Tuesday, March 14, 2017

Sneak Peek: What is Visualforce Viewstate? and how to keep it lean

Note: The main content for this blog post was shared by my friend and colleague Shriram Kabra.

There are loads of blogs and articles around managing viewstate in Visualforce pages. As you would know, viewstate is primarily a serialized form of controller state between postbacks. It is very helpful to retain controller's state between client's browser and server.

How viewstate works?

Every time user opens a visualforce page, Salesforce executes related controller(s). As per controller logic, data is retrieved/ created within memory. This data can also be considered as controller state. If you monitor the lifecycle of Salesforce object (object of controller), it ends as soon as it responds to browser and loses its state. Technically, all subsequent requests for it are fresh page loads. In order for visualforce to retain this state between all postbacks, it needs to store this state somewhere. This is where Viewstate comes handy. While rendering visualforce page, Force.com engine serializes controller state to string and sends it within page's html content as viewstate (can view it when viewing source of a rendered visualforce page).

In all subsequent postbacks (for e.g. if user clicks on a button which invokes controller method), page sends viewstate back to Salesforce, which is deserialized to recreate state of controller since last postback. This helps in overall processing.

Issues while using Viewstate
Viewstate is quite helpful, as it auto-magically maintains state of controller and avoid developer to write more code to achieve it. But, it comes with its own cost.

Firstly, viewstate adds to the overall data to be downloaded, hence increases data to be downloaded to browser. Heavy viewstate leads to latency in page load or any subsequent user operations.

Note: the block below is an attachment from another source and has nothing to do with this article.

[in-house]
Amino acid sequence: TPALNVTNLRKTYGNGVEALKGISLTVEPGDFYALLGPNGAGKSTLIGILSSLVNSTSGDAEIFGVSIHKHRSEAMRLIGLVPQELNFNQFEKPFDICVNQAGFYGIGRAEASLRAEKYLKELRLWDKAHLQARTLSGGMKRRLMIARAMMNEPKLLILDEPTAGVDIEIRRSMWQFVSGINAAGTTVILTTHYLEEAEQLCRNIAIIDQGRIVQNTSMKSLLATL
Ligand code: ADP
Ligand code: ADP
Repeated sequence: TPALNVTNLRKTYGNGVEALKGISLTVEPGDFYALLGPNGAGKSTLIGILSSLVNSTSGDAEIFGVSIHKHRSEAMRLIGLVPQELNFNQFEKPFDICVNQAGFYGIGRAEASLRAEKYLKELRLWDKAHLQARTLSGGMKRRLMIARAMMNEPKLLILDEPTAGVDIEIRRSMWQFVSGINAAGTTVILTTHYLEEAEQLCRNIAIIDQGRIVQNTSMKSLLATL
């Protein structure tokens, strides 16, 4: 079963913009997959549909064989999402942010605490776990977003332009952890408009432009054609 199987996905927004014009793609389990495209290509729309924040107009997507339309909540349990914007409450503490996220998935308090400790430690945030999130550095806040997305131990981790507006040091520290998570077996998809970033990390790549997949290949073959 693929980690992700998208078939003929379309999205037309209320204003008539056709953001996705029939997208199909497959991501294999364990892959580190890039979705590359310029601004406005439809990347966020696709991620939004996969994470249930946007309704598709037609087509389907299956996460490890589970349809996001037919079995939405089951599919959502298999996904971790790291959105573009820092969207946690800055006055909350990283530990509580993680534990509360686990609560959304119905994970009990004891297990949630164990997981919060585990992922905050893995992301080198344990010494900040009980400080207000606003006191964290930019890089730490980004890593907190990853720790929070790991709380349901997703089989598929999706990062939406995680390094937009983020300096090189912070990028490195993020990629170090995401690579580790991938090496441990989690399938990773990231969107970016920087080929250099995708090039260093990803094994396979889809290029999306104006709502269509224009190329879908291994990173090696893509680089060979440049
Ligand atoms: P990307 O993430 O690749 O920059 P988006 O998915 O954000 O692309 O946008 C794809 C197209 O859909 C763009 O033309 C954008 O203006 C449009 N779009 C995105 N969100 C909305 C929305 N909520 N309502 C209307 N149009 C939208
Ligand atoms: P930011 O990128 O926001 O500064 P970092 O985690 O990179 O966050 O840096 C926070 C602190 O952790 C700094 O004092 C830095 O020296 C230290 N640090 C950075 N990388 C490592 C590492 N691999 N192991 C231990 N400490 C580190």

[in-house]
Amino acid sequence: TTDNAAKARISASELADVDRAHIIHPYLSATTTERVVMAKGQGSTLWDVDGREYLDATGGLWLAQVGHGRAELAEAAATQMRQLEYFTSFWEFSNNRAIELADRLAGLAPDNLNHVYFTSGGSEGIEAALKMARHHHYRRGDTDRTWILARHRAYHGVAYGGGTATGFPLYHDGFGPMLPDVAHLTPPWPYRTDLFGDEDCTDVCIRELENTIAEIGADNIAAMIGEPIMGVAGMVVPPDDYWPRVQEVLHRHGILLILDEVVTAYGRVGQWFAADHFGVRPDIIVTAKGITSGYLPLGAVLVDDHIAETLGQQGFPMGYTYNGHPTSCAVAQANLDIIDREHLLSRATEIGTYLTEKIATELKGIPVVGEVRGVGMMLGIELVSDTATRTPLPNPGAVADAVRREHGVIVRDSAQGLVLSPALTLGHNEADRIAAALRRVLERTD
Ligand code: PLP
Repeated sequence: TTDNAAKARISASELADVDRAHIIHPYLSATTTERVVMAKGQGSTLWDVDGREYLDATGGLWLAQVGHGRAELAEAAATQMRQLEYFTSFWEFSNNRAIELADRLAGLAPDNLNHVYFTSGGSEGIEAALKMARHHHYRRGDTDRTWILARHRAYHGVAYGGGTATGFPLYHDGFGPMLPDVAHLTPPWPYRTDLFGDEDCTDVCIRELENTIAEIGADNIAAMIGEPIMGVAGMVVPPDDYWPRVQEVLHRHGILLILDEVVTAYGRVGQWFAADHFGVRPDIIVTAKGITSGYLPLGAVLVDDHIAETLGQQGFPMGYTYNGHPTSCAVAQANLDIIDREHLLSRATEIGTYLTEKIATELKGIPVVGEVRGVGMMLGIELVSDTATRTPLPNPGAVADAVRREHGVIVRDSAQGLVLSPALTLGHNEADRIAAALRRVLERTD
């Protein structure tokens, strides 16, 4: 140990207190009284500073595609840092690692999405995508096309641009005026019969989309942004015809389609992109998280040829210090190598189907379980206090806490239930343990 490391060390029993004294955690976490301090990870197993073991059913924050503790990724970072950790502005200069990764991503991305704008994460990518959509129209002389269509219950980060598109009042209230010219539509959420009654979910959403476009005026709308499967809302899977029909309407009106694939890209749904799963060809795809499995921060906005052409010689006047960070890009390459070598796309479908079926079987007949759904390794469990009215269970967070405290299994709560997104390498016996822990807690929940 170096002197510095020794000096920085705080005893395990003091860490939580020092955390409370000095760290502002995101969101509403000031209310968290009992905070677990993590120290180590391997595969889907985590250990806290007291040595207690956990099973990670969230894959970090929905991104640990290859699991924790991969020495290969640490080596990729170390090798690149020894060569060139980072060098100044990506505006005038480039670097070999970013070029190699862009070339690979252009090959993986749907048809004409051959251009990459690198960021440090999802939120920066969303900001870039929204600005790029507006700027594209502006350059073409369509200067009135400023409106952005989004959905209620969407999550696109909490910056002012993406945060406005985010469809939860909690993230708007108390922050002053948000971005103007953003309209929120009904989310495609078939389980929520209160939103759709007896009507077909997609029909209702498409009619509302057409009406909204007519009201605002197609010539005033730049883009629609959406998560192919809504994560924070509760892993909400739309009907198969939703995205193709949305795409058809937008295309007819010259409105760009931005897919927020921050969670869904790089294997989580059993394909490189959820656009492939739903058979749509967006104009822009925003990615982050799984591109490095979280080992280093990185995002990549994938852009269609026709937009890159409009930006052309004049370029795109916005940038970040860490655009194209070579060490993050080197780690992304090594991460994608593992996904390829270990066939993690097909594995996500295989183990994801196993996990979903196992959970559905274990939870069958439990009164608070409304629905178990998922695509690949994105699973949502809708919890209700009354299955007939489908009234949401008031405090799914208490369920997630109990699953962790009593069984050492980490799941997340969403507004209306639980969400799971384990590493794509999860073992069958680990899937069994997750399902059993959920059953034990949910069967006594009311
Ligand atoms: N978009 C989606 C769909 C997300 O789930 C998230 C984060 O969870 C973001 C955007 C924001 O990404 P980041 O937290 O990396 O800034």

Secondly, Salesforce restricts viewstate size to a maximum of 135KB. Any page having viewstate greater than that will show a Salesforce thrown error "Maximum view state size limit (135KB) exceeded".

Standard solutions to reduce Viewstate footprint
There are some widely known solutions to manage viewstate, as mentioned below
  1. Avoid using Forms: Well, it's simply killing the chicken, so there are no eggs. With no forms in visualforce page (and components), there is no state to be maintained. So try to reduce it as much as possible. For example, if the page just displays information, there is no need for input fields (and thus a form)
  2. Minimize controller level properties: retain only important data within controller and avoid creating controller properties as much as possible. Use method level variables, which will be automatically disposed when request cycles ends, hence, will not be included within controller viewstate
  3. Use transient properties: controller level properties which are not required to be retained within postbacks, can be marked as transient. By using transient keyword, Salesforce skips those properties for viewstate generation
  4. Use Javascript Remoting: javascript remoting methods are stateless and as a result no data is saved within viewstate
  5. Minimize data: reduce data volume to be retained at controller level. For e.g. if there are some records which are to be fetched only for display purposes, fetch them every time they are required, instead of retaining their data within controller
  6. Avoid components using controller: if a visualforce component uses it's own controller, it's viewstate is also tied up with the viewstate of main page, further increasing the load. So, it is advisable to watch for components using their own controller

Internal Viewstate - The hidden viewstate

Now, as we have covered basics around viewstate, it's considerations and known solutions, we come to problem extension. Even after employing aforementioned techniques, we can often see that page's viewstate is still not very small, even if you have very few controller properties.

What is Internal viewstate?
While using Visualforce controllers and UI tags, Salesforce maintains internal data. This data is stored within Internal viewstate is not available for developers to view/ manipulate. It can increase in size depending on various factors such as:

  1. Controllers/ forms being used in page (including controllers of components being used)
  2. Visualforce tags being used
  3. Any apex repeat tags being used 

Solutions to reduce Internal ViewState:
  1. Use lesser Visualforce components and use more standard HTML components
  2. Use Javascript Remoting to manage data being sent back and forth for each operation
Reference links:


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